For someone who watches cable news daily I would have assumed that I would know a lot more about the 10 year long war that my country has been engaging in with the terrorist organizations in Afghanistan. I know every line and insult being hurled back and forth between the current GOP presidential candidates. I know every campaign strategy and what every political analyst is saying about who is currently leading the field. I know what everyone on TV has been saying about candidate Gingrich’s infamous “open marriage” and Romney’s controversies over his personal taxes. But what do I know of this war? What do I know of the brave soldiers so committed to doing everything they can to help the civilians in Afghanistan? What do I know of the citizens being oppressed by the tyranny of a violent oligarchy? Apparently, I do not know much.
My eyes were opened to a whole world of information this past Monday when retired SMSgt. Rex Temple came to speak to my class. He was friendly and informal in his introduction and spent the first ten minutes of the class getting to know us and our fields of study. A projector displayed a photo of an American flag contrasted against the desert mountains of Afghanistan. With his wife Liisa Temple controlling the slide show, SMSgt. Temple told us several anecdotes of his time in Afghanistan.
We learned about the equipment used and the constant danger of being hit by an RPG. It amazed me how easily a vehicle this heavily armored could be ripped apart so quickly. What I think was more astounding was that despite suffering extensive damage the vehicles were most often repaired and not scrapped. Resourcefulness was clearly the way to survive in the war zone. The self-sufficiency learned by the soldiers to prepare them for just about any scenario was inspiring. I was appalled when it occurred to me that veterans, individuals with skills and abilities no civilian would ever have, have such despicably high rates of unemployment. Check out this article from The Washington Post about the current state of civilian unemployment among veterans.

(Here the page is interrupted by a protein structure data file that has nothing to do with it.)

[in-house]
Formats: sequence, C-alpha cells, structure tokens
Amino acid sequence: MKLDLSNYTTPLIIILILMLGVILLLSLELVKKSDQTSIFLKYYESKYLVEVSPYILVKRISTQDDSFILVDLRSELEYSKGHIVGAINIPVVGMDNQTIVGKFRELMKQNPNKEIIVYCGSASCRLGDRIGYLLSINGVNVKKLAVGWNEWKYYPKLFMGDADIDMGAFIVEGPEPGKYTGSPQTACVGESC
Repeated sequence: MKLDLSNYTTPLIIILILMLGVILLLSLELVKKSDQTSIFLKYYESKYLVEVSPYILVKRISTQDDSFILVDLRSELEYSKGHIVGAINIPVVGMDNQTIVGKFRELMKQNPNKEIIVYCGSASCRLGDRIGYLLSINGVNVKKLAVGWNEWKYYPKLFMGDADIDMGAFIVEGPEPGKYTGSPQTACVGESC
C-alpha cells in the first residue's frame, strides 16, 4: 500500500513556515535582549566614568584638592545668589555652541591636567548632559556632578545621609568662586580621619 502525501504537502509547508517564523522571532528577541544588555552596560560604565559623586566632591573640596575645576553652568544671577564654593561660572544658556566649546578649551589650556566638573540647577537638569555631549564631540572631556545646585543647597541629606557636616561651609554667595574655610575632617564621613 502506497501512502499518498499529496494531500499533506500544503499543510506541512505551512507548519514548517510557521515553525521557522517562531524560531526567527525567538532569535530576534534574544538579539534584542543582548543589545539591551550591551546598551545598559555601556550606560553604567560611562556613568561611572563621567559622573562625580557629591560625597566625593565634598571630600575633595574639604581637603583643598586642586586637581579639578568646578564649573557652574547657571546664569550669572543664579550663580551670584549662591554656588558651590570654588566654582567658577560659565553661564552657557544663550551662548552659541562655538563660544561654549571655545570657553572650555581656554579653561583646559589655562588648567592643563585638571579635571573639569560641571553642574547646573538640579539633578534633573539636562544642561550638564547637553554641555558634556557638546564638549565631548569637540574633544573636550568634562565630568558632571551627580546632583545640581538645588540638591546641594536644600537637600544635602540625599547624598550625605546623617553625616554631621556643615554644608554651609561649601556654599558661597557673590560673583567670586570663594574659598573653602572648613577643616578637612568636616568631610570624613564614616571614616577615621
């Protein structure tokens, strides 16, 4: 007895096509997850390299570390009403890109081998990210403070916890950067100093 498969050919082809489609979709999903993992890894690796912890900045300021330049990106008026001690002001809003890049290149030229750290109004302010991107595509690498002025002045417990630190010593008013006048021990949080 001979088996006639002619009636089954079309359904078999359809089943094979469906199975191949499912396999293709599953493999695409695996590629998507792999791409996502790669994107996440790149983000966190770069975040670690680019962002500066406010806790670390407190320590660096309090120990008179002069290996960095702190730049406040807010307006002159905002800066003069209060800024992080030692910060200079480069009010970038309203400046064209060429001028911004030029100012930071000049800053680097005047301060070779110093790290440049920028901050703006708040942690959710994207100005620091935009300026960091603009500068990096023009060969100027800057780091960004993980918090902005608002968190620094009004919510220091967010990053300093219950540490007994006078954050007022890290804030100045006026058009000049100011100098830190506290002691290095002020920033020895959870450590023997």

Of all the things I learned in class this week, I was most captivated by the stories of the Afghan villagers. The people themselves did not strike me as being so different from the individuals I know in America. The children wanted to learn and they were just as excited about getting free stuff as anyone else. I was impressed by the graciousness of one child who tried to give SMSgt. Temple a lamb as a thank you for receiving a soccer ball. It appalled me that these villagers constantly have to live in fear of an small group of individuals that use violence to control.
The amount of ignorance I held with regards to the living conditions of the Afghan civilians and the American soldiers stationed there is very unfortunate. I am incredibly thankful for this opportunity I had to see how things really are in Afghanistan. What worries me as an American citizen is the lack of access I had to this information. As much as I like to stay informed about world events the American news media does next to nothing to facilitate a better understanding of the war effort in Afghanistan. The ignorance perpetuated by the lack of information made available by the American new media is a real problem. Please do what you can to spread knowledge and understanding among your friends and family. For more information go to Afghanistan My Last Tour.